• Grounding of electrical systems/phone systems to the piping system
  • Harmonic divergence (planet alignment)
  • Solar flares/sun-spots
  • Cellular phone/radio signals
  • Cheap/inferior or imported copper

What are some available repair options?

Various options are available for homeowners, but none of these options will address the root cause of the problem. Instead, they can only correct the symptoms and are costly to conduct. The following are some of these repair options:

  • application of external solder to fix the leak
  • replacement of a small section of tube
  • re-plumb of the entire house (but this does not guarantee the problem will not recur after a period of time)
  • re-plumb and replacement of copper with PVC or CPVC piping
  • purchase of potential cures – of questionable value – like magnets

What are some ways to prevent pinhole leaks?

While it is difficult to completely eliminate or prevent copper pitting from occurring in the first place, there are a few things you can do to reduce the occurrence and the resulting damage, including the following:

  • Inspect before you buy. Before you purchase a home, make sure to inspect the plumbing yourself, or get a licensed plumber to inspect it for you. Ask about the plumbing history and, if applicable, find out how long the house has been vacant.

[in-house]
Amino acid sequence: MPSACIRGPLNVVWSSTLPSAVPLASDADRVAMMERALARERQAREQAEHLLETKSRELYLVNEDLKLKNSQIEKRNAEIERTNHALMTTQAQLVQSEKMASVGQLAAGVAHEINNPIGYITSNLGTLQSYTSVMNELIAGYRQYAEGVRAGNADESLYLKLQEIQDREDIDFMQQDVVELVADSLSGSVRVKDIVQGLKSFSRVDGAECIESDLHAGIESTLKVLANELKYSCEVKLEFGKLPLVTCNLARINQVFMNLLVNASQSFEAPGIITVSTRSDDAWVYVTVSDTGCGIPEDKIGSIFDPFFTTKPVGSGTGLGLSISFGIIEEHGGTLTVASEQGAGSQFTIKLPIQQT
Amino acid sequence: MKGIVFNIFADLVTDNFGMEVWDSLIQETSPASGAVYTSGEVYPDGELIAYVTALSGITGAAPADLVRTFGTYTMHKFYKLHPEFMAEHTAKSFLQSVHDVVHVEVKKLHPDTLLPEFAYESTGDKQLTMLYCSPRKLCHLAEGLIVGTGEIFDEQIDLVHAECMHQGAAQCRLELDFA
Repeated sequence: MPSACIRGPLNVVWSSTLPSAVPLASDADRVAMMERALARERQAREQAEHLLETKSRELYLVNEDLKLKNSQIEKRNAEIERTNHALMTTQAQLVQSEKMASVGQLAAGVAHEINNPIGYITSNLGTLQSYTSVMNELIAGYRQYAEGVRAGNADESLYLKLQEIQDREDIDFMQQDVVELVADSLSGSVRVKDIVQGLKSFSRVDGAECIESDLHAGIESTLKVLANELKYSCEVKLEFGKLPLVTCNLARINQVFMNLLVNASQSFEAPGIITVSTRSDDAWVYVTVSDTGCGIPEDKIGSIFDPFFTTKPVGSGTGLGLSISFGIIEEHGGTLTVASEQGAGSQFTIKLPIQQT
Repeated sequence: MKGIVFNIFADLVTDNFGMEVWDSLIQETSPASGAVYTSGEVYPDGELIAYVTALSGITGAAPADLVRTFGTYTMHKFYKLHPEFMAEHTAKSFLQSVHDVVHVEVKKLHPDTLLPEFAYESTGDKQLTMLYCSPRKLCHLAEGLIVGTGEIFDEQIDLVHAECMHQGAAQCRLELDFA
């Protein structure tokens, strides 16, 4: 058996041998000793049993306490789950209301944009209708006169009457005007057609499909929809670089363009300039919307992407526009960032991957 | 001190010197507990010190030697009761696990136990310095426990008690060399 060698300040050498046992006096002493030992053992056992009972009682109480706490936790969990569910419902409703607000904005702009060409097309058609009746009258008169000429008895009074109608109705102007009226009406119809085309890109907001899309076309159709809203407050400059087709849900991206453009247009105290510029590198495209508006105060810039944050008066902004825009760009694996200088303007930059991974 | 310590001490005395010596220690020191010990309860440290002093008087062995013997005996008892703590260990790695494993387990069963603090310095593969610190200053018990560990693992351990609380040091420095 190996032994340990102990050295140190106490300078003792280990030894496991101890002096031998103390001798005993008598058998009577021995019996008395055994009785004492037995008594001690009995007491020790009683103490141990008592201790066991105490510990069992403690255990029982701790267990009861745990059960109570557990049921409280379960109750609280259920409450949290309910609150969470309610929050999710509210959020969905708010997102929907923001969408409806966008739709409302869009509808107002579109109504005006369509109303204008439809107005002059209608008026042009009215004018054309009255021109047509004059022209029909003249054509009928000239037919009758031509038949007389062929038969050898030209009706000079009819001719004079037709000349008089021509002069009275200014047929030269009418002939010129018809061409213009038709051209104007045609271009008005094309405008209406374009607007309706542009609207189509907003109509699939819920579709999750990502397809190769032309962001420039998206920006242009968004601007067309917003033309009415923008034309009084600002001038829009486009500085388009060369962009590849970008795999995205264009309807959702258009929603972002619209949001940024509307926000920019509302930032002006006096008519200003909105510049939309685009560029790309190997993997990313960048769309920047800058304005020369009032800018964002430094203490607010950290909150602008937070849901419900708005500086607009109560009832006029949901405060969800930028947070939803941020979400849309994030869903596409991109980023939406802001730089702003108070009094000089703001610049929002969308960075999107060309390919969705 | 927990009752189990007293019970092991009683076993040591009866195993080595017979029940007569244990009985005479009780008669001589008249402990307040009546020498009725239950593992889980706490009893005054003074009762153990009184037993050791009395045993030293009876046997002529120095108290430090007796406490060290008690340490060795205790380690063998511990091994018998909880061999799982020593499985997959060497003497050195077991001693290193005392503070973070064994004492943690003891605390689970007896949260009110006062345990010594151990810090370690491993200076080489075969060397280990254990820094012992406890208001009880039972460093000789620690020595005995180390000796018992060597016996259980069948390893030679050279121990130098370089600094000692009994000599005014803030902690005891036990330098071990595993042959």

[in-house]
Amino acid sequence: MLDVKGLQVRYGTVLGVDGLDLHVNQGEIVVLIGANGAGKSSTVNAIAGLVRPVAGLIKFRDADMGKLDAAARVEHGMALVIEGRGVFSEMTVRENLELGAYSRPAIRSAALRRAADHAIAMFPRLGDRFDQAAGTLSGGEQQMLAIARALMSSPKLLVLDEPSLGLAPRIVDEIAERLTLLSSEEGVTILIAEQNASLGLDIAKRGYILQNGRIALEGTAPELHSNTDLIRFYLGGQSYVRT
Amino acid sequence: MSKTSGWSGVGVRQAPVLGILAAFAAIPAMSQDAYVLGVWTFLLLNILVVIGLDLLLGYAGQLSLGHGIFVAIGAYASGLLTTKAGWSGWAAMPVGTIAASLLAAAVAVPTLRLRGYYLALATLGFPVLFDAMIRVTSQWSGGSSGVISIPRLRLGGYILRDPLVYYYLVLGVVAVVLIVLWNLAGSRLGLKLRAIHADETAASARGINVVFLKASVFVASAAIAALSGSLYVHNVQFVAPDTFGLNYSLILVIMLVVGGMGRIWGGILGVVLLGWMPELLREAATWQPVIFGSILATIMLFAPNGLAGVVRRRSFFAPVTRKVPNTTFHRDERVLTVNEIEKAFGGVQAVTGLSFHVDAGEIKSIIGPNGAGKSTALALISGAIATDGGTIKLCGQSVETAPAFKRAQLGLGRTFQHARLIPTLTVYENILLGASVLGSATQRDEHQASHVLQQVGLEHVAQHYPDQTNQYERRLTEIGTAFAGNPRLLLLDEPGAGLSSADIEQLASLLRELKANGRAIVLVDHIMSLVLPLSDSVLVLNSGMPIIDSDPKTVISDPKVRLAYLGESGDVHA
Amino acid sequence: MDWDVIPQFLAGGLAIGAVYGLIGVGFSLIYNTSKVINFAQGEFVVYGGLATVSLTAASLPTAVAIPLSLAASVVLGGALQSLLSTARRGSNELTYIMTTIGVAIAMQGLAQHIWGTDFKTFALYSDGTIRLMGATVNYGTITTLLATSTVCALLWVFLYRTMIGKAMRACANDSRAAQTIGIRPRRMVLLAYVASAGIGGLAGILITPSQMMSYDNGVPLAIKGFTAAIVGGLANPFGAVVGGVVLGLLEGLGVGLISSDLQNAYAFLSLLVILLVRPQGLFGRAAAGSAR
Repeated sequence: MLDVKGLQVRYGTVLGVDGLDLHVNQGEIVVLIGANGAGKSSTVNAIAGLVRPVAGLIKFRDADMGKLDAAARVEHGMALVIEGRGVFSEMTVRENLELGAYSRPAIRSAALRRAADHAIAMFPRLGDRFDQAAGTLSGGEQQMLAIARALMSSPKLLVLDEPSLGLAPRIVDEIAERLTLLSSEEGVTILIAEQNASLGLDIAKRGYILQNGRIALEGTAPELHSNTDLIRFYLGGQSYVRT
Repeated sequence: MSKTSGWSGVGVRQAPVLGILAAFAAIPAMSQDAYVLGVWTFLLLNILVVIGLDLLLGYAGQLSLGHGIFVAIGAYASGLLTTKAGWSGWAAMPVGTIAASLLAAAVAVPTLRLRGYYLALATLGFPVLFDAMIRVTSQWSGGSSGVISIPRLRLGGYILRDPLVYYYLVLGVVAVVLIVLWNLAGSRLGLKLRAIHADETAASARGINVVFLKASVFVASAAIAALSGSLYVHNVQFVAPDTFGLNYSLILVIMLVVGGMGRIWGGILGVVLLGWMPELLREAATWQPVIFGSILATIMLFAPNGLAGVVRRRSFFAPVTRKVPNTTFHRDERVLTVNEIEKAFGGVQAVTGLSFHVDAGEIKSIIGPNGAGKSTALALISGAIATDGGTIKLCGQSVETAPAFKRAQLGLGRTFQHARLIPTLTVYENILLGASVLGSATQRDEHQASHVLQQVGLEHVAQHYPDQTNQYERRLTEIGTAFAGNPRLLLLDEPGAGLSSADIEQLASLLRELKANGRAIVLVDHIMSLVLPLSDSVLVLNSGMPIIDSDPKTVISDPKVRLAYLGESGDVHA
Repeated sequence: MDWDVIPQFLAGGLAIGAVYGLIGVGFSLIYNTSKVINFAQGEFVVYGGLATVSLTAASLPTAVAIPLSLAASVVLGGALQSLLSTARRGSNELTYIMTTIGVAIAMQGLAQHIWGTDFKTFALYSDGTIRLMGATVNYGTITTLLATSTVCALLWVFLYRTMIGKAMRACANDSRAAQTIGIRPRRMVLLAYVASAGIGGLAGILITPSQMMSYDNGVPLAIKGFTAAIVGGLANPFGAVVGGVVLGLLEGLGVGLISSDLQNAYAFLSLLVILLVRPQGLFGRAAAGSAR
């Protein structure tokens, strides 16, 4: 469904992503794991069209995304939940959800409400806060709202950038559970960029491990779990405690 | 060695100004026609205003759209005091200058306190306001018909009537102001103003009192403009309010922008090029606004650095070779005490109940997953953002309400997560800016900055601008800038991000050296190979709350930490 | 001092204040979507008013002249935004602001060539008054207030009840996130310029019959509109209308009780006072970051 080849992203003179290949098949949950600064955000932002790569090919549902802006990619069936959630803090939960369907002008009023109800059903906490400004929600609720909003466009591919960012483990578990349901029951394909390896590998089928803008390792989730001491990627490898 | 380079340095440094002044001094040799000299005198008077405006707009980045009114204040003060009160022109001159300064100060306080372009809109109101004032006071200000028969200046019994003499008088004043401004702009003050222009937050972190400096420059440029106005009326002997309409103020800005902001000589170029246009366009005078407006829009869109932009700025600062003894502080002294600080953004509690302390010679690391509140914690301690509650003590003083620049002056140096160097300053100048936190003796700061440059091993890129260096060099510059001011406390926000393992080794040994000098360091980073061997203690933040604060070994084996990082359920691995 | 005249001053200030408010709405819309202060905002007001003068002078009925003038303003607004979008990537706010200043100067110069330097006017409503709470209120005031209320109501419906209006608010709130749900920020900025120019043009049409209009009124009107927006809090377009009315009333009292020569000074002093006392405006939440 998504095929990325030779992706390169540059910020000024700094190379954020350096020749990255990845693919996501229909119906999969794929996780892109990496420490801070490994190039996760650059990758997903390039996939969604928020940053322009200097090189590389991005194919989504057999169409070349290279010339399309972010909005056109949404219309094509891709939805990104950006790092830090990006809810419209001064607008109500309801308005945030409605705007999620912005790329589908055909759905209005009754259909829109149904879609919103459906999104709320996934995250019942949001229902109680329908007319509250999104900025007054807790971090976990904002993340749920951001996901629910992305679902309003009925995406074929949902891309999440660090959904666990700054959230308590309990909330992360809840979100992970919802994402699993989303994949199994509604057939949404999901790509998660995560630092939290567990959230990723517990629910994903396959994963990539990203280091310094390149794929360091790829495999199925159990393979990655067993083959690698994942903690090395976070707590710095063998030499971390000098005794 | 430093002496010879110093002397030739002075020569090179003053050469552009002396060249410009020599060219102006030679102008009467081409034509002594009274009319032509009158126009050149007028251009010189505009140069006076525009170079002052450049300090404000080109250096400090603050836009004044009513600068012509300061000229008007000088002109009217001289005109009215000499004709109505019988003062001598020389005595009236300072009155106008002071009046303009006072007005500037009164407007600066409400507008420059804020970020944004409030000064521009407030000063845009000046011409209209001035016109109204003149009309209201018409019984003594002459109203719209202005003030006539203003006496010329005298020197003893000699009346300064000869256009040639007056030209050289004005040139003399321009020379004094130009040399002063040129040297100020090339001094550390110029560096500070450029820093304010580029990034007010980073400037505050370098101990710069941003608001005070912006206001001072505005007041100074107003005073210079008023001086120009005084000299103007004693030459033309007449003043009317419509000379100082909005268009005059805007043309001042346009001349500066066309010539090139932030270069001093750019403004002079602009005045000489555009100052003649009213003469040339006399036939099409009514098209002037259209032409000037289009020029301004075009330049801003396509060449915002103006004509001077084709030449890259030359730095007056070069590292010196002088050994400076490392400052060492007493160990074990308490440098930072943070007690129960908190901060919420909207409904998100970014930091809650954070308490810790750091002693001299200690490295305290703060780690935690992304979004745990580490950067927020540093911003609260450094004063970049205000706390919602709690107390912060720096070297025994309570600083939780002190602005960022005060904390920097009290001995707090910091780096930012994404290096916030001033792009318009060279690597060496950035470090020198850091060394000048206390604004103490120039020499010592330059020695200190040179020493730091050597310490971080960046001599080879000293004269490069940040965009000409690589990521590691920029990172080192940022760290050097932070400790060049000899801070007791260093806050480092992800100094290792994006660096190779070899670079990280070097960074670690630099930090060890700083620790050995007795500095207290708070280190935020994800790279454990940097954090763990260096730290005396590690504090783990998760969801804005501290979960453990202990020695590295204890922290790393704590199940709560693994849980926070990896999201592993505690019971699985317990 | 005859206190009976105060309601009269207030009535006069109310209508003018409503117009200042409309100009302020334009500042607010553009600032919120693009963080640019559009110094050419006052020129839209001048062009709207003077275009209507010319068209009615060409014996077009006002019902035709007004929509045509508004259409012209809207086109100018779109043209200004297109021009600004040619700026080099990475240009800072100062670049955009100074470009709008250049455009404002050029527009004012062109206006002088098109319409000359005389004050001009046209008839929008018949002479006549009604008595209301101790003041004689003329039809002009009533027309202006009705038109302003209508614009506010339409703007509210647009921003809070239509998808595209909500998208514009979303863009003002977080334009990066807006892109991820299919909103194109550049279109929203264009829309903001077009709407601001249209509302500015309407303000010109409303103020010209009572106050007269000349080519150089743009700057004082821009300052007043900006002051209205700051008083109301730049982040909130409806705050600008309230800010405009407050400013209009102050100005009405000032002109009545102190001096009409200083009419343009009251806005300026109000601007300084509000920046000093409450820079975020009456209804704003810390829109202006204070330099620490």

• Get the pH value tested. You might consider getting your water tested for its pH value. To catch variations, the water might need to be tested a number of times at several day intervals. The pH of your water should be higher than 7, so if it isn’t, make sure to talk to your water department.
  • Examine accessible/exposed copper piping. Look for small, bluish-green stains away from the joints, which can be an indication of a pinhole leak. At the first sign of any leak, call a licensed plumber. Keep in mind that these stains don’t necessarily indicate a leak, because they can also appear on the pipes in damp environment, such as the basement.
  • Purchase pipe clamps. If you do find pinhole leaks, purchase pipe clamps, which can be found at any hardware store. Install them over pinholes in order to stop leaks until the necessary repairs can be completed.

If your home plumbing system is developing pinhole leaks, make sure you get the problem fixed as soon as possible to minimize the long-term effects, and report the problem to your water department. With the ongoing research in this area, a definitive answer and a solution will hopefully arise to help homeowners suffering from this costly and frustrating problem.